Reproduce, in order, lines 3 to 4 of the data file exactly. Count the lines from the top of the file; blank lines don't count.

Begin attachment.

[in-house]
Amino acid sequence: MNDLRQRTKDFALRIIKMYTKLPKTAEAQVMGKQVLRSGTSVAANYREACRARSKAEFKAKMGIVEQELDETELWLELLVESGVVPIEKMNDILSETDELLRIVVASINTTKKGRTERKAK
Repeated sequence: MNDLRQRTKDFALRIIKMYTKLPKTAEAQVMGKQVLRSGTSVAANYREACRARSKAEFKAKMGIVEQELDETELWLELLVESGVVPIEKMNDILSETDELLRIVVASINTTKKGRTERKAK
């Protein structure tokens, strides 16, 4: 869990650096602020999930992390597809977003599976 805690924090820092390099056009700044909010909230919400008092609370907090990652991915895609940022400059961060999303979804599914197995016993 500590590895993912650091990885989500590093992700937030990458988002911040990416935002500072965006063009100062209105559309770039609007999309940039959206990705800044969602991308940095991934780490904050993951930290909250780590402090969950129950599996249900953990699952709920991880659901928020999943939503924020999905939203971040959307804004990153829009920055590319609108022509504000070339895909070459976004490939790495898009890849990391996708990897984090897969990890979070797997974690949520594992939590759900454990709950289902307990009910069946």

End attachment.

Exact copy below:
Repeated sequence: MNDLRQRTKDFALRIIKMYTKLPKTAEAQVMGKQVLRSGTSVAANYREACRARSKAEFKAKMGIVEQELDETELWLELLVESGVVPIEKMNDILSETDELLRIVVASINTTKKGRTERKAK
């Protein structure tokens, strides 16, 4: 869990650096602020999930992390597809977003599976 805690924090820092390099056009700044909010909230919400008092609370907090990652991915895609940022400059961060999303979804599914197995016993 500590590895993912650091990885989500590093992700937030990458988002911040990416935002500072965006063009100062209105559309770039609007999309940039959206990705800044969602991308940095991934780490904050993951930290909250780590402090969950129950599996249900953990699952709920991880659901928020999943939503924020999905939203971040959307804004990153829009920055590319609108022509504000070339895909070459976004490939790495898009890849990391996708990897984090897969990890979070797997974690949520594992939590759900454990709950289902307990009910069946």